As the Minister said, the Bill also provides new rules for the transfer of personal data to countries outside the EU. I am concerned to know how British companies, which currently send raw data to be processed in other countries, will be affected. Will that process be illegal if it contains personal data?

As I am sure your Lordships are aware, there is a large and growing worldwide business where data is often processed in third world countries. India, for example, has software skills that are cheaper, and sometimes better, than our own. Will that trade cease? If a bank or insurance company sends its files to be processed in some way to a third world country so that they can then be returned and put, in a different way, on to a system using the latest software, how will that situation be covered? It would be a great pity if that trade were to cease as it provides business for those countries and, indeed, is very cost-effective for the companies which use it.

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I wonder whether the Government have studied data protection laws in other countries? For example, America is, I suppose, the country whose technology in this respect has led the world. Do the Government have any plans to introduce similar rights and protections? Will the EU be in step or out of step with the rest of the world?

We have before us a complex Bill. It is a simple subject, but a complex one because the devil is in the detail. We will all have to brace ourselves as we attempt to get to grips with technology, and learn how the rights of the individual can be protected in a reasonable way at a reasonable cost. I worry that the Bill is perhaps more prescriptive than it has to be. In some ways, I should like a shorter Bill which is strong on principle but one which allowed flexibility so as to enable the new commissioner to act in a way that is sensible for both individuals and business.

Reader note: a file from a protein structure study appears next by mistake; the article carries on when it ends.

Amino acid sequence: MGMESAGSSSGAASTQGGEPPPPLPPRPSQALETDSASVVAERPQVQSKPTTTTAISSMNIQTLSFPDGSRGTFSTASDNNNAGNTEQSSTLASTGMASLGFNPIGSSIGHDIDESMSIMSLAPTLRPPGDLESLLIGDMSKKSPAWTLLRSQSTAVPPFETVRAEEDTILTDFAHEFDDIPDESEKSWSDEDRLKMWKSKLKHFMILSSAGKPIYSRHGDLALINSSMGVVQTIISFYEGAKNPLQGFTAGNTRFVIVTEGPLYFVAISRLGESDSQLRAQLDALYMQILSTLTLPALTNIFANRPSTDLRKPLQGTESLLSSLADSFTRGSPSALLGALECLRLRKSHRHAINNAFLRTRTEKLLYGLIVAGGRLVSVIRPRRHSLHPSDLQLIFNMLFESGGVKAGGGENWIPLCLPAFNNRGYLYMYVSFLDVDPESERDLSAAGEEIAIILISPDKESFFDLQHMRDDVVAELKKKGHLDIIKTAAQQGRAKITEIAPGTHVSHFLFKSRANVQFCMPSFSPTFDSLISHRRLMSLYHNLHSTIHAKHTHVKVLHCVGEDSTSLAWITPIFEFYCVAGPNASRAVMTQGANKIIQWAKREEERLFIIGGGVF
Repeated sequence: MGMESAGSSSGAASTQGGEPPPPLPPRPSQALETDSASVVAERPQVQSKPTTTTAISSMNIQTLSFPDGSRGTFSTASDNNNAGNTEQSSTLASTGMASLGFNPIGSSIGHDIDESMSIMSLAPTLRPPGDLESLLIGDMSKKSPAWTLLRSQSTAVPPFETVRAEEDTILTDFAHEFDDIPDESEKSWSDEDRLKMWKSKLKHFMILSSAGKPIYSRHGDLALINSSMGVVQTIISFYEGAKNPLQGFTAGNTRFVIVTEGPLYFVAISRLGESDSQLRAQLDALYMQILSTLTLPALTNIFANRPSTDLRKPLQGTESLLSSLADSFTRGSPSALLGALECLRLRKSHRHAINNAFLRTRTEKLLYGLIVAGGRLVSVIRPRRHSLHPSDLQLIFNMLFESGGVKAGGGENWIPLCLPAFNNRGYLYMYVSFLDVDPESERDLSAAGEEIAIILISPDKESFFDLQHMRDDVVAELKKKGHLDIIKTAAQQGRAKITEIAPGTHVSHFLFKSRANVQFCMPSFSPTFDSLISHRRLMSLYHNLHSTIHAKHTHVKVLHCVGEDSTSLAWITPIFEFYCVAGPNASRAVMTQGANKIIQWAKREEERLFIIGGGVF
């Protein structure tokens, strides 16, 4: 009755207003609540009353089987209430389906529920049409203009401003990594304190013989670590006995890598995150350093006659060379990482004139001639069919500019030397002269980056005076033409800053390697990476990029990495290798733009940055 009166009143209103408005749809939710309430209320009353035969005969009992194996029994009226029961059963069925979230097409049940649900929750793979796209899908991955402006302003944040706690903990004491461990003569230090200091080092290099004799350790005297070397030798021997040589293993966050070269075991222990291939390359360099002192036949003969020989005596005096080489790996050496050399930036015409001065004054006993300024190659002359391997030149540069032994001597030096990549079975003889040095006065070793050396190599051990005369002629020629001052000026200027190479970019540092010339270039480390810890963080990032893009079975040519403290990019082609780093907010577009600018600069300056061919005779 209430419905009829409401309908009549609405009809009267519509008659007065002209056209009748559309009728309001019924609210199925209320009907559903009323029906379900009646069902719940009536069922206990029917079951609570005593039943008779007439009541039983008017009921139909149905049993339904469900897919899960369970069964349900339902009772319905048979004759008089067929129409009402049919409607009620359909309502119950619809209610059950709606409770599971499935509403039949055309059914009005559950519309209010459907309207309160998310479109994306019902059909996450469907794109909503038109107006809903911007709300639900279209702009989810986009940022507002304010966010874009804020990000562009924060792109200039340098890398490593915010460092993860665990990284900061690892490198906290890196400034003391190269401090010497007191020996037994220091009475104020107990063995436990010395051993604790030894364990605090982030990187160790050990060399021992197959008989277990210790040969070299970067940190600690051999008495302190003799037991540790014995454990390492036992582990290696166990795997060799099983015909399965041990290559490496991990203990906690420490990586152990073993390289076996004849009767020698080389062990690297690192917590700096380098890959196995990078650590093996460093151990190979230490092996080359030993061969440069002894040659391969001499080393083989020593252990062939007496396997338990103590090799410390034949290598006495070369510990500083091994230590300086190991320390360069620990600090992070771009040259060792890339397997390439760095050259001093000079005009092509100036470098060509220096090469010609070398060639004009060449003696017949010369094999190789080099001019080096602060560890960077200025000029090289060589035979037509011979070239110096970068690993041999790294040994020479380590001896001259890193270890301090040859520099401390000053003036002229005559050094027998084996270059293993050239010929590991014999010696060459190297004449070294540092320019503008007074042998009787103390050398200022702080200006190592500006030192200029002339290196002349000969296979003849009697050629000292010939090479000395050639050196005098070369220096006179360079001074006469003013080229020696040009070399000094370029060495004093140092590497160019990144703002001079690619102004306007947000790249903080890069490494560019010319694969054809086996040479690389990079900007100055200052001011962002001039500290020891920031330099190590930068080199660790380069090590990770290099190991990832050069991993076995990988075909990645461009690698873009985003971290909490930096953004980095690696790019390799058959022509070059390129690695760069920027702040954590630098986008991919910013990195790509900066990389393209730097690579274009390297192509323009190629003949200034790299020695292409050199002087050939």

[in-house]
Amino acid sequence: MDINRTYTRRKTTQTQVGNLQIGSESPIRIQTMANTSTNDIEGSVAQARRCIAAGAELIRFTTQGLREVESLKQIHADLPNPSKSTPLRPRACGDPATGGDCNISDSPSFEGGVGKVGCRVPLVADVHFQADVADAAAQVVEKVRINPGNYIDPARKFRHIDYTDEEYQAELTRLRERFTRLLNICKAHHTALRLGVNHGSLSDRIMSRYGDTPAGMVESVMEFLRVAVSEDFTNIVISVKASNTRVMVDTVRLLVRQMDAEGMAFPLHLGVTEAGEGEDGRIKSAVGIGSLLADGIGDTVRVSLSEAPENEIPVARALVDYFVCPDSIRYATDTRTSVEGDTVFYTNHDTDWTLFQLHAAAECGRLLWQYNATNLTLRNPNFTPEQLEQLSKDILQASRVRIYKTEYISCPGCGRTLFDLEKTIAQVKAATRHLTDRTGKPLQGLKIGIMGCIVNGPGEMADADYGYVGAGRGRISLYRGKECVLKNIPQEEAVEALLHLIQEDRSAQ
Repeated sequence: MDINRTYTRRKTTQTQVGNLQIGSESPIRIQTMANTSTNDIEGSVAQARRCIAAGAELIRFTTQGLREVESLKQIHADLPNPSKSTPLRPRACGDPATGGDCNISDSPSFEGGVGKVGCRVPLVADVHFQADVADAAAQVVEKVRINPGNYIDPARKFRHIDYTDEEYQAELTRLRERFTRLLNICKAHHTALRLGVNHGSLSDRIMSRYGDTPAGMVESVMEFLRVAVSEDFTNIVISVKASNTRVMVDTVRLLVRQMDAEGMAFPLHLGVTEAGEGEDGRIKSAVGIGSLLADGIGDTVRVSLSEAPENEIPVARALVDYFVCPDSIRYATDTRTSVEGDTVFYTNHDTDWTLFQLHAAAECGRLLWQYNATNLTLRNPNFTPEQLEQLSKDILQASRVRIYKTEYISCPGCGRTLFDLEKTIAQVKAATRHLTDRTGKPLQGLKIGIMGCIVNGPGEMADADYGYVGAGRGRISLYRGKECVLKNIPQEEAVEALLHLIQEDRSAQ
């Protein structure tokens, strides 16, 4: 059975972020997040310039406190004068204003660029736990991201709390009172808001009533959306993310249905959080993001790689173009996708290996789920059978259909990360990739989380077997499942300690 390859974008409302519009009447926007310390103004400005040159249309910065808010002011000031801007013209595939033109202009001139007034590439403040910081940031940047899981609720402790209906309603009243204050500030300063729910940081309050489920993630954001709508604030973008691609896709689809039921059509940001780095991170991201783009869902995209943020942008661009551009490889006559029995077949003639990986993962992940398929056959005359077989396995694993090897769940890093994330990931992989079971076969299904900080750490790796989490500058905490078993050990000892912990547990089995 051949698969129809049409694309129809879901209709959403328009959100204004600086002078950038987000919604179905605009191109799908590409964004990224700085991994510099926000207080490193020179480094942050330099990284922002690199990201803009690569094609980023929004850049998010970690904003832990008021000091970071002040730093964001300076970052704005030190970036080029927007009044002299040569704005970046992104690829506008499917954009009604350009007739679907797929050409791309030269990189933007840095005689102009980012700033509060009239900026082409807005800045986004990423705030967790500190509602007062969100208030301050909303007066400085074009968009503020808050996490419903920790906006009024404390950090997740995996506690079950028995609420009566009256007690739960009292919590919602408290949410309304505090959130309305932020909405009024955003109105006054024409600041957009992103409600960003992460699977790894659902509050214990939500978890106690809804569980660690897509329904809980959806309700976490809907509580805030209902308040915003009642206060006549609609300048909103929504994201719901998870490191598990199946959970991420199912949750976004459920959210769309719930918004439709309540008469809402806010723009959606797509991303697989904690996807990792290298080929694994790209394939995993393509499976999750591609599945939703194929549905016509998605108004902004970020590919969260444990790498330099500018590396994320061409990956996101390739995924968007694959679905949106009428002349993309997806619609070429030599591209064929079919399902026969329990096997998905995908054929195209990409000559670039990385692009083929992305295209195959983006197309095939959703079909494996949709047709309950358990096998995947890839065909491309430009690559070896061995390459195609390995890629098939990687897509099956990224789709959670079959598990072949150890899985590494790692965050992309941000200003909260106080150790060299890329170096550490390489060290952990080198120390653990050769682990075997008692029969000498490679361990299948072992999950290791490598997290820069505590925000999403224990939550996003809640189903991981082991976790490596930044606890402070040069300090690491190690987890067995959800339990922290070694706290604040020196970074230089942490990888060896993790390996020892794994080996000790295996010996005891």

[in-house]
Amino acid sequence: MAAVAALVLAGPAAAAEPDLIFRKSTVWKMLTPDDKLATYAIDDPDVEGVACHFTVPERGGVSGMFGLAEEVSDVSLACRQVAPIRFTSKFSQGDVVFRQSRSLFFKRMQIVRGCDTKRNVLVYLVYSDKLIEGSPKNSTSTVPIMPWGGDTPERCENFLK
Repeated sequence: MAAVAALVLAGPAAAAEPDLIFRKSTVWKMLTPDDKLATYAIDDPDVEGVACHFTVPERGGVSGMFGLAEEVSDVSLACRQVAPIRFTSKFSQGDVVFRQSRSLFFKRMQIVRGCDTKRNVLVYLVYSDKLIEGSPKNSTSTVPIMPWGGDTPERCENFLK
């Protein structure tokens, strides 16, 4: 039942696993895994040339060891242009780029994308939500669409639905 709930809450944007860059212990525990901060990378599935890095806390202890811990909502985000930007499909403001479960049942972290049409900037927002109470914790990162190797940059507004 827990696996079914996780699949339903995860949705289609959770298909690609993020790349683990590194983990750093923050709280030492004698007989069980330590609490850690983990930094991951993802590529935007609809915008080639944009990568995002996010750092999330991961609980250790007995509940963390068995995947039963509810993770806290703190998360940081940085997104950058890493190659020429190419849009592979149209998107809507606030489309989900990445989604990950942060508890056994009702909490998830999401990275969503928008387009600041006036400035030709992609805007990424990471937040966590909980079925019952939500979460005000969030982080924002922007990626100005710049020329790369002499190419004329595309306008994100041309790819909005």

Of course, I recognise that governments like to dot every "i" and cross every "t" and, therefore, that makes Bills much longer than we would all wish. However, because it is such a long and detailed Bill, I fear that, despite careful scrutiny, we may miss something in it which will manifest itself to the detriment of those affected by the Bill.

As the Minister reminded us, the Government announced that they will include measures relating to the "transitional arrangements" in the Bill by way of amendment as the Bill passes through Parliament. The noble Lord kindly informed the House that those amendments will be offered, "as soon as we can". Perhaps the noble Lord could be a little more specific in that respect. Does that mean during the Committee or Report stages or, indeed, while the Bill is actually passing through this House? That is of particular importance because, in a statement made by the Chancellor of the Duchy of Lancaster in December, I noted that the Government announced that they would introduce a freedom of information and data protection Bill and that both would be processed hand in hand. Perhaps I may quote the Chancellor of the Duchy of Lancaster, who said:

    "Any freedom of information Act must provide adequate protection for an individual from any unwarranted invasion of personal privacy caused by an application from a third party. In practice, for the Freedom of Information Act in the United Kingdom, the new Data Protection Act will provide the basis for this protection".
Therefore, transitional arrangements will be most important. I have one question upon which I should really like to hear the Minister's view. Can we actually have a data protection Act in place without a freedom of information Act? In other words, do they go hand in hand? For example, will the transitional arrangements not allow it to come into force until the Government have come forward with a freedom of information Act? Perhaps the Minister could address that point in his response.

I am grateful to the Minister for saying that he will be open-minded about the Bill. Indeed, we shall be critical where necessary but I hope that we shall also be constructive. I am delighted to know that the Minister will listen carefully. I trust that he will be prepared to accept amendments which will improve the Bill.

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4.5 p.m.